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Deadly Amhara Attack on Wallo Oromos Sparks Criticism, Oromo Clergy Split from Ethiopian Orthodox Synod

Published Jan. 31, 2023, 1:04 a.m. by FNN

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Beginning from January 15, 2023 , the Amhara regional government's special forces attacked Wallo Oromos using heavy machine guns and rockets for about a week. Over 100 Oromo civilians were killed, with reports of homes being burned and women being mutilated. Among the victims was a lactating woman who was only one month postpartum, and her child was also killed.

Amid the violence, the Oromo Liberation Army (OLA) released a manifesto  detailing the aims of its struggle and highlighting the Ethiopian government's violations of human rights. The manifesto calls for an end to the extrajudicial killing of Oromos, respect for their human rights, a stop to military operations in Oromia, an end to the illegal rule of Command Posts, and a cessation of horizontal conflicts among the Oromo and between the Oromo and other groups like the Amhara.

Meanwhile, few days after coming back from Sudan,  Prime Minister Abiy Ahmed was seen at a military show in Awash Arba in the Afar region, boasting of the military strength of his army and claiming that his government has built a force that can prevent war from breaking out. Despite these statements, there are rumors that Sudanese forces have entered about 60 km into Ethiopia. Abiy Ahmed has been frequently criticized for not caring enough about Ethiopia's borders as long as it does not threaten his power.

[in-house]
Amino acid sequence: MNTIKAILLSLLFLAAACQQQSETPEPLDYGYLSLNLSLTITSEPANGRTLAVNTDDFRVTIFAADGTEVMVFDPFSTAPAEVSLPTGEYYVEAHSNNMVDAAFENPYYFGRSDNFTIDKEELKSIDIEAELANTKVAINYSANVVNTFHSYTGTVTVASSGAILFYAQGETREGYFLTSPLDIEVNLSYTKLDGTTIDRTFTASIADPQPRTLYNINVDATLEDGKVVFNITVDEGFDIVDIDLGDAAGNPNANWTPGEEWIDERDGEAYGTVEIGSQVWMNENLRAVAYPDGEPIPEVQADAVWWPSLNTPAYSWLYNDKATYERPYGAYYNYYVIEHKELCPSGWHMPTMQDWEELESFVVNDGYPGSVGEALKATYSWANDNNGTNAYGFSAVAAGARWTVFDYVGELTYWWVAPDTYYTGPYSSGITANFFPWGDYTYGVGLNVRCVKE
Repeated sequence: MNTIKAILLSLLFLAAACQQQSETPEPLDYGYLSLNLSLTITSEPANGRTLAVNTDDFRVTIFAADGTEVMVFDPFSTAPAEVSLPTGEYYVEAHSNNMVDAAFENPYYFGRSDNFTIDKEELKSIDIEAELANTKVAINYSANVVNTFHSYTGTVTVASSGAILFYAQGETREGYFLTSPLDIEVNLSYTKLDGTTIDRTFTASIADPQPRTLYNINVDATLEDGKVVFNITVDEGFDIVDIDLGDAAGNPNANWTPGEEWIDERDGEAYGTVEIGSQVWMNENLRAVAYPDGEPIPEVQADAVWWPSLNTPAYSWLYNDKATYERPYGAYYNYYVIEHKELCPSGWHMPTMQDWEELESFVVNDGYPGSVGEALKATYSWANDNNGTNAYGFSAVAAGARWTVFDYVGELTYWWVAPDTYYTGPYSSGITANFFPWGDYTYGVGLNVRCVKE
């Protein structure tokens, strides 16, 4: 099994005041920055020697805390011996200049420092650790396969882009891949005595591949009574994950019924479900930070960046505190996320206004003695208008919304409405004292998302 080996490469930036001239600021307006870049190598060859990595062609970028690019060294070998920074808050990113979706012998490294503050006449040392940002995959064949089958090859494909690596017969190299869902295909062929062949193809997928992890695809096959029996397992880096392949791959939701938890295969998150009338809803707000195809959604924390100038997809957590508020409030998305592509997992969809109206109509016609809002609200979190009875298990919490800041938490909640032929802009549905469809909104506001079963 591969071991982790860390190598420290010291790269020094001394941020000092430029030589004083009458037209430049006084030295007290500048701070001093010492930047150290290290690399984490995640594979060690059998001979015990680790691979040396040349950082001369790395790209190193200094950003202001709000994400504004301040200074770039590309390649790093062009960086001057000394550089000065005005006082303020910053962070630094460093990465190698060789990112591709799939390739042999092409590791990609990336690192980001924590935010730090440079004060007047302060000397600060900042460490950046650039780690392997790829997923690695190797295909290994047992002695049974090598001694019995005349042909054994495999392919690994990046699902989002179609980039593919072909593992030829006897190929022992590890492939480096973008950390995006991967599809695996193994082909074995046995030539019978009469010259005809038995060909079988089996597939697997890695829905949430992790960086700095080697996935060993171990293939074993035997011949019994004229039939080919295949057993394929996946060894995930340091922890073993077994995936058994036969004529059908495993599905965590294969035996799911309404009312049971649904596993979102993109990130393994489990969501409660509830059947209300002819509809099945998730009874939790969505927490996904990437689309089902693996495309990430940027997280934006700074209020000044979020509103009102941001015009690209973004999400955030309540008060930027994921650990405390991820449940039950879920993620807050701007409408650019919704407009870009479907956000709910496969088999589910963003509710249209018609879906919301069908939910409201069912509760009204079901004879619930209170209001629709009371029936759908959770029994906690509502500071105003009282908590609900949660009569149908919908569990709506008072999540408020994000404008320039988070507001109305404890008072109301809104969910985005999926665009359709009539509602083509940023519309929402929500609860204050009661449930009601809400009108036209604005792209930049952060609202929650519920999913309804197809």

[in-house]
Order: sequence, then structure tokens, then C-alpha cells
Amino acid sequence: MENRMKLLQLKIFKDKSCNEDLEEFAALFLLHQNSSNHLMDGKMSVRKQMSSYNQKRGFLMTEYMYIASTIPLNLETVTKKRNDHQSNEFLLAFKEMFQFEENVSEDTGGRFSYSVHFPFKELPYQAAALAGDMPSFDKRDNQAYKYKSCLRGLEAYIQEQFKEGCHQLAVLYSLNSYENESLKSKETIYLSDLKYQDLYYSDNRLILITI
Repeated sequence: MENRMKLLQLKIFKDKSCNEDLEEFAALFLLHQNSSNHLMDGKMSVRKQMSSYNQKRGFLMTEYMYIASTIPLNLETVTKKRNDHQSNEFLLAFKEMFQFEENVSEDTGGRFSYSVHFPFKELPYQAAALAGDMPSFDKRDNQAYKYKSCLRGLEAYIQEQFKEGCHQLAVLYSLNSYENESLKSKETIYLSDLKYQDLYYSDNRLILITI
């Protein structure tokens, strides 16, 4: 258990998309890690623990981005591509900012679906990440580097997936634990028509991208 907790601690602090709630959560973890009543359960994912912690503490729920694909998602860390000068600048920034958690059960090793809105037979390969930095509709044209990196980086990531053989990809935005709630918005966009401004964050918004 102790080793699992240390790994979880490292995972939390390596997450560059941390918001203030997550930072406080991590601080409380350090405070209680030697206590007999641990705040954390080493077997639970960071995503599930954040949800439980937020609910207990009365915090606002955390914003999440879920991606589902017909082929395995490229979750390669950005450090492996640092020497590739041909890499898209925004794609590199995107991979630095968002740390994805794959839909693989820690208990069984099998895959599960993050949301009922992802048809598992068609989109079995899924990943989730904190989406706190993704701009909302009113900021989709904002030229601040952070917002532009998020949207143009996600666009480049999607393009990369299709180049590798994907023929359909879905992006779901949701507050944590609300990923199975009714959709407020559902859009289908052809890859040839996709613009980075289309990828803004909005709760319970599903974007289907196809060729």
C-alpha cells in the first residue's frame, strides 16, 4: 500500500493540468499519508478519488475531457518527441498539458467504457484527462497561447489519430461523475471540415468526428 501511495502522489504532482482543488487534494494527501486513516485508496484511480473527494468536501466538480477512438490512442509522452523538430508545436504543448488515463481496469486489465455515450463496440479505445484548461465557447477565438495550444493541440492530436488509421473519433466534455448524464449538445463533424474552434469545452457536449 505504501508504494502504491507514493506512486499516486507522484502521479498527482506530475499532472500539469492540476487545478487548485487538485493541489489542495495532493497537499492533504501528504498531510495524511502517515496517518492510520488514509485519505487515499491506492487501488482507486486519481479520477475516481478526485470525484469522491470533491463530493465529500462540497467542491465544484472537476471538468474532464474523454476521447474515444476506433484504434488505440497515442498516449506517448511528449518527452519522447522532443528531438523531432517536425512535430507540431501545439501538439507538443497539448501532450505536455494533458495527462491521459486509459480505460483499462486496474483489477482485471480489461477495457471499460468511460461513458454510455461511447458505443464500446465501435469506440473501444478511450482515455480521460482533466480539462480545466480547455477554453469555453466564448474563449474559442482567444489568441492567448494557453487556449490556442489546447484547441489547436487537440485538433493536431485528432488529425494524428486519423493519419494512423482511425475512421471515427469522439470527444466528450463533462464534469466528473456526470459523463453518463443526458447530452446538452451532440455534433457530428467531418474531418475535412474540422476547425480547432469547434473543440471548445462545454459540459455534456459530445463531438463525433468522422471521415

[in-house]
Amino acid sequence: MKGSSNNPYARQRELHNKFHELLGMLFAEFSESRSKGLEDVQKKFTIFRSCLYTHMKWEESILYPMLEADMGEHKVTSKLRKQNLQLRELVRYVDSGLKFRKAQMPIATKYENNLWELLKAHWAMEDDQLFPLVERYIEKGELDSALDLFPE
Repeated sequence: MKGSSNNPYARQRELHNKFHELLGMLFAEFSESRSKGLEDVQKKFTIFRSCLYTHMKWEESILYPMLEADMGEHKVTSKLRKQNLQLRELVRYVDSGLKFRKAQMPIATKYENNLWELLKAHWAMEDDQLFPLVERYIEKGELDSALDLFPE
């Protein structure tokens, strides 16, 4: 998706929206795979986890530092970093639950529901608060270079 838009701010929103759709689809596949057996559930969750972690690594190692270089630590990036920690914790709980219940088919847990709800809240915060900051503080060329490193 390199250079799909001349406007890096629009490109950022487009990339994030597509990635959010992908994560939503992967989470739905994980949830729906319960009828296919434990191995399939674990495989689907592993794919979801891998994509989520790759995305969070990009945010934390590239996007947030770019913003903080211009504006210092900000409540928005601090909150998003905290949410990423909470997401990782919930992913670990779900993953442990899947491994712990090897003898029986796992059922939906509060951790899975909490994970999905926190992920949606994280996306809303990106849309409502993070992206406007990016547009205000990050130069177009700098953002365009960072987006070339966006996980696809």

In a recent development, the Oromo Orthodox clergies have parted ways with the Ethiopian Orthodox Synod, stating that the Ethiopian Orthodox Church is dominated by the Amhara ethnic group and that the patriarchs and Popes are more concerned with enriching themselves and their ethnic lines rather than shepherding the believers. The Ethiopian Orthodox Church has been blamed for exacerbating the war in Tigray and Oromia instead of promoting peace. Amhara bishops were seen at military training camps, blessing the Ethiopian army as they were deployed to attack the Tigray people. In Oromia and the capital, Finfinne, churches were used to store weaponry and arm Fano Amhara terrorists. It has become a custom for the Ethiopian Orthodox leadership to frequently fabricate raining of Arks in Oromia to claim lands. The Oromo Orthodox clergies criticized the Ethiopian Orthodox Synod for not allowing the nations in Ethiopia to worship and serve in their own languages. The fracture between the two groups seems to be at a point of no return, with the Oromo clergies being warmly welcomed by the Oromo and southern nations.

In another news, the Ethiopian Education Minister, Birhanu Nega, announced the alarming  results of the Ethiopian School Leaving Certificate Examination, in which only 3.3% of all grade 12 students passed with a score of 50% or higher. The corresponding figure from the neighboring country Kenya stands at 21%.  It is unclear whether the poor performance is due to Nega's leadership or a continuation of previous trends. 


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